SCIENCE TALK: training and pain

No pain, no gain! Right? You can’t develop your physics without experiencing some pain? NO and NO!!! Pain should not be a part of the training, fatigue and discomfort should be and they are a totally different thing. Experiencing pain during or after training is the body’s way to tell something is not okay.

Pain can be biopsychosocial or psychosocial. Biopsychosocial factors include peripheral factors such as injury, physical stress and tissue damage. Psychosocial contains emotions, thoughts and social stress. These interact often together. You might be stressed out of your daily job and be emotionally tired which affect your physical state of alertness, which again affect your training. You might perform exercises with poor technique as you feel tired already. It might begin treadwheel, where is not good end.

You will feel exhausted and tired after training and also during the training and that’s normal. Exhausting the muscles tissue is required to build stronger muscles. Tiredness and discomfort coming together with the fatigue, we can speak mental game here. Your brain asking you to stop, take it easy, and if you do so and let that tiny voice inside you head win and give up you won’t develop your fitness as much as you can.

You can’t train your pain away!

If you feel any pain, whether it is short and sharp and long-lasting, stop training immediately. Pain signals that you damage your body, you are doing something wrong, it can be due to wrong technique, too much physical stress, overtraining, etc. Don’t ever underestimate the sense of pain, seek help. Especially if the pain lasting long or you feel it every time during the training.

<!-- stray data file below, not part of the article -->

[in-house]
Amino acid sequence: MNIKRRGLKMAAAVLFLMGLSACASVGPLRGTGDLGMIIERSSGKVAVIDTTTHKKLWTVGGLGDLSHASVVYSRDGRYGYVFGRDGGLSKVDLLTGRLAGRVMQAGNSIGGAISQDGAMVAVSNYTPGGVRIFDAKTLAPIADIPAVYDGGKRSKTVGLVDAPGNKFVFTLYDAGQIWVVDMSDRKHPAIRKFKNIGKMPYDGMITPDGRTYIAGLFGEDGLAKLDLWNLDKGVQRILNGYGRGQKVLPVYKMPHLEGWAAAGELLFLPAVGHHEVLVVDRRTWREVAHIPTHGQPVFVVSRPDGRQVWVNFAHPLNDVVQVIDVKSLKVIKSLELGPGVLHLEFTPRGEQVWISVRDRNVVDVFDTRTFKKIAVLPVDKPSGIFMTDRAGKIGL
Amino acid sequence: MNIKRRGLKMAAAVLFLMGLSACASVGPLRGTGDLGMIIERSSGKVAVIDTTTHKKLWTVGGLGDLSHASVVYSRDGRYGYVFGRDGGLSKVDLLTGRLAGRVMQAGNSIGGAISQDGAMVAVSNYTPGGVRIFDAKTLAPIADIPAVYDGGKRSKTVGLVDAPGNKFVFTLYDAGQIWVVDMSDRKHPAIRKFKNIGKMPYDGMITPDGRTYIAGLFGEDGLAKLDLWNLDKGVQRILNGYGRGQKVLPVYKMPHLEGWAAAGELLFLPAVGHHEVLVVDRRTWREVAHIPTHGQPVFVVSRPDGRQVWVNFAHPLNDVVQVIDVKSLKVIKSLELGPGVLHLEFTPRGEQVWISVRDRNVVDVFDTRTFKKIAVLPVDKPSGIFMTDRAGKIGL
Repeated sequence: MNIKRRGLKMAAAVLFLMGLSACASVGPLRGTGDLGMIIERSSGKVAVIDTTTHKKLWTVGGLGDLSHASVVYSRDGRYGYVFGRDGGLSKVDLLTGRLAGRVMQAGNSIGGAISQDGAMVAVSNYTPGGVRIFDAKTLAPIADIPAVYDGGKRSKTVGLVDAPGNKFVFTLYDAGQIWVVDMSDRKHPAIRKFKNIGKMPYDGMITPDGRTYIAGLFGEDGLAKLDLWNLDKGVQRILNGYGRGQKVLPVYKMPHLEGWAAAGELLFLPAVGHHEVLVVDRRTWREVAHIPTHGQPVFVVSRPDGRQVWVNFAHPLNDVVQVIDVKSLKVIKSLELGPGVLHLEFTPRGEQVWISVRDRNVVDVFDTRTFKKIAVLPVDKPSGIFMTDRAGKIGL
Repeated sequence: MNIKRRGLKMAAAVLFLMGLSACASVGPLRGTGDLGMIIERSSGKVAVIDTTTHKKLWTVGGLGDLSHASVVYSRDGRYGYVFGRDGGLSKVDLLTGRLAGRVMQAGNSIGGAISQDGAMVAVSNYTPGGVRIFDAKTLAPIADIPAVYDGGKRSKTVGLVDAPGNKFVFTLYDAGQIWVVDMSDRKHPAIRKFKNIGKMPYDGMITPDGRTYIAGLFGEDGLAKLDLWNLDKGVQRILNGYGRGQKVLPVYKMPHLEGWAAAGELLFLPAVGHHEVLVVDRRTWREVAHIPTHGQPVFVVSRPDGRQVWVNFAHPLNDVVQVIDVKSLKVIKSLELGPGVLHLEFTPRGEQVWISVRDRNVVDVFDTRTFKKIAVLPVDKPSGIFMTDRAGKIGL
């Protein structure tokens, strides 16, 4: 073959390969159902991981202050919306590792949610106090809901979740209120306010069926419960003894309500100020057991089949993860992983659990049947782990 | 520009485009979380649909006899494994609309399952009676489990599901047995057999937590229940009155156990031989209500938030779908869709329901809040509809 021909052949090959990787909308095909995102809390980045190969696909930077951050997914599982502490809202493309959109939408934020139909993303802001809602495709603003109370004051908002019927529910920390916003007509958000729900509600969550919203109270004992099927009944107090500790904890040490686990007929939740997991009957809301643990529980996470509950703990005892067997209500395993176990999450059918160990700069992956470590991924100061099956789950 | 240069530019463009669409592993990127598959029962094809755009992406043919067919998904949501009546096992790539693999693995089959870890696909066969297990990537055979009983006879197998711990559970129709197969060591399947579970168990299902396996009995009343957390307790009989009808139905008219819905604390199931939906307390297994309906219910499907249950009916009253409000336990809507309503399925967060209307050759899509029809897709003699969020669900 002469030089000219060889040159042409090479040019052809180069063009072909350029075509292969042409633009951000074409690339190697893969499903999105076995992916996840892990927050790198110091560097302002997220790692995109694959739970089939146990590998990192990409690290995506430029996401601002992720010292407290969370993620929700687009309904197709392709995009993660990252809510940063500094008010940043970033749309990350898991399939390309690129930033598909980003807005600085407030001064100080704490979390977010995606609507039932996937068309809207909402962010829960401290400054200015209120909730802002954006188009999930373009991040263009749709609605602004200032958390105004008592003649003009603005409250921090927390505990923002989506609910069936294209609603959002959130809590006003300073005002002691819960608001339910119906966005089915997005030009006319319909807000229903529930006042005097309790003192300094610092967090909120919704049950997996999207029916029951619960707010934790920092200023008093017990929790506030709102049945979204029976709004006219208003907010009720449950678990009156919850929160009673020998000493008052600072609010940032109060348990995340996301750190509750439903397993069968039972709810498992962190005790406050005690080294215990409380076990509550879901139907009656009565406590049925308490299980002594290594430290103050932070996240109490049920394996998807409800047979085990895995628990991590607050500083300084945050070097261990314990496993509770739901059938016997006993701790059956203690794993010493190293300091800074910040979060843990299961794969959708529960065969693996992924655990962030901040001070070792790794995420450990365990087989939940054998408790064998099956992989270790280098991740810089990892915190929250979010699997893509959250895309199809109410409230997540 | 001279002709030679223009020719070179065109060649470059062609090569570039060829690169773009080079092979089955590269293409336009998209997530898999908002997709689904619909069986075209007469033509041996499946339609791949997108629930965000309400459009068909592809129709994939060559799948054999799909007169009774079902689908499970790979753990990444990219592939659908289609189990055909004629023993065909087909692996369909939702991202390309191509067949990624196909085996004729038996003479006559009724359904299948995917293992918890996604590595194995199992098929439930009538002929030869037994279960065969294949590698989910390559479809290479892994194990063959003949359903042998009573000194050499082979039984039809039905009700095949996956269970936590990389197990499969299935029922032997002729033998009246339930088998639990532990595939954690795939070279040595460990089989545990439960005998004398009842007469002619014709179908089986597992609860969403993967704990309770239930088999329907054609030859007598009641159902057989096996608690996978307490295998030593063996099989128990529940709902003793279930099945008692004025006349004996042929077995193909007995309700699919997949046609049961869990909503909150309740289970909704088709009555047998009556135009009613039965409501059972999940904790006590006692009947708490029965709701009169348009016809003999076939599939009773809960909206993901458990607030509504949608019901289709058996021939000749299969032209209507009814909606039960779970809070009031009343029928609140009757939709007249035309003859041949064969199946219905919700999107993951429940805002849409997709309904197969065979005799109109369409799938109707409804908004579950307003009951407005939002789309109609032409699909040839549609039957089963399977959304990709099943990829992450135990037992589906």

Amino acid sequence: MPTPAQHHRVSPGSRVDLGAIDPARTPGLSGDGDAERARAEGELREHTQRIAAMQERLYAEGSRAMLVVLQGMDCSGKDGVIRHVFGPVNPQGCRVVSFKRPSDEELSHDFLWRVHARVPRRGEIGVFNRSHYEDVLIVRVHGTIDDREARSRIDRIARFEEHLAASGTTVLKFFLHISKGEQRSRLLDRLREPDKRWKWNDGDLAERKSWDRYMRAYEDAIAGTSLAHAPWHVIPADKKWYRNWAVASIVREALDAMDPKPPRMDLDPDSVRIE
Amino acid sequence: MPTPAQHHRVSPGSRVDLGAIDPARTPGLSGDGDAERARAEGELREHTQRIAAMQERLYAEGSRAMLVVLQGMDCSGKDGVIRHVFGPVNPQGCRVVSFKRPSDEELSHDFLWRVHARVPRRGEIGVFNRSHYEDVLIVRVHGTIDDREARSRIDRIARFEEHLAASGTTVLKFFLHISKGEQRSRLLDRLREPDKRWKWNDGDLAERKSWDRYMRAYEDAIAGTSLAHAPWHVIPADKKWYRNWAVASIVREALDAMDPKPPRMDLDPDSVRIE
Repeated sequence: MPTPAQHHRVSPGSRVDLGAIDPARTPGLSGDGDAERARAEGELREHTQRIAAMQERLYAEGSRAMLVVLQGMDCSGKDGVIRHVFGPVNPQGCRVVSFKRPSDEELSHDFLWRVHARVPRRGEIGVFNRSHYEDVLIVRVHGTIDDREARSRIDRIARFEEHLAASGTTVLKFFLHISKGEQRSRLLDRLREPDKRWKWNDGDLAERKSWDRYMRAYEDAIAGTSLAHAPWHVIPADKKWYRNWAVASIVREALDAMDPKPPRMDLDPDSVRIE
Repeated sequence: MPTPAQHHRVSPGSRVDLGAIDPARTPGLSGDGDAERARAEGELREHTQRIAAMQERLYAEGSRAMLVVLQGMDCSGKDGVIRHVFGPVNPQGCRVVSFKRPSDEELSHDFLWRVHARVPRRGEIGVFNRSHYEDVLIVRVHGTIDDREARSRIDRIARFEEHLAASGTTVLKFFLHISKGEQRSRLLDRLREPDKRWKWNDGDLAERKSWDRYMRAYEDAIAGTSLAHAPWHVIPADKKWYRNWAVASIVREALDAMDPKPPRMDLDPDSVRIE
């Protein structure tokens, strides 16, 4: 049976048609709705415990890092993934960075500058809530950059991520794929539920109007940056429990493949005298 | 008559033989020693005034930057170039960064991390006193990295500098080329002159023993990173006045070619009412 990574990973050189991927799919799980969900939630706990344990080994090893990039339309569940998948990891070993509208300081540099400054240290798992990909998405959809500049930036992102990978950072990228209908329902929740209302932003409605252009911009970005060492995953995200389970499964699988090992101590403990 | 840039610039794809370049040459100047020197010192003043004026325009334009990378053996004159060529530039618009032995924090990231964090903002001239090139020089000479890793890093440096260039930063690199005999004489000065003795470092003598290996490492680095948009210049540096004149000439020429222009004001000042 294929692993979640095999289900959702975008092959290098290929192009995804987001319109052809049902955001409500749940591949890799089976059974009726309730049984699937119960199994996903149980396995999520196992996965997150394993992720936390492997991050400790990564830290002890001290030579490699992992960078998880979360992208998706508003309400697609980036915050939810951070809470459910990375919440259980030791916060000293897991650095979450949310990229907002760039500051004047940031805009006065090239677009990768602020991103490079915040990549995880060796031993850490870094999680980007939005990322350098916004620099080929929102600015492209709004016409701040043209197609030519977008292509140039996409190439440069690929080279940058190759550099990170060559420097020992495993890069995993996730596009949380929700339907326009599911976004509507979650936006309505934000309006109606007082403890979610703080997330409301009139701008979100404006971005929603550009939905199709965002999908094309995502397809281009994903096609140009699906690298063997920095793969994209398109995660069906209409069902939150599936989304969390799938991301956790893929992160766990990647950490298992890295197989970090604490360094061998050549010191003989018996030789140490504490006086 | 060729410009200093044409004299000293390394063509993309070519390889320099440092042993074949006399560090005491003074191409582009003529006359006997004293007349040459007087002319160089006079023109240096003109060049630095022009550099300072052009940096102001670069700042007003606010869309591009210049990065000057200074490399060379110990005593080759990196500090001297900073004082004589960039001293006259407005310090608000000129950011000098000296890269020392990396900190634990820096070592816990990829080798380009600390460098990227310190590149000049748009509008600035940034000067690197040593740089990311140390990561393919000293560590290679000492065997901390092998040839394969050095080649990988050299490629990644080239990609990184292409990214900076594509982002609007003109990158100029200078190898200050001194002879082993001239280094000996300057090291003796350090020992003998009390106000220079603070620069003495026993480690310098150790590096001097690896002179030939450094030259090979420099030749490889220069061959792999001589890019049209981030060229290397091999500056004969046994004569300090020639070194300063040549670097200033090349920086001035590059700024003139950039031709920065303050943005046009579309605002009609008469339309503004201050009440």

It’s always important to know what causes the pain, so it can be treated correctly. Some times the total rest is not the best options, you might need the light training and mobility exercises, and again sometimes you need bed rest.

  • Learn to recognise pain and fatigue.
  • Don’t ignore pain.
  • The longer you continue training with pain and the longer you ignore the pain, the more you harm yourself and prolong rehabilitation.
  • Seek help, if you feel pain.
  • Find the reason behind the pain.


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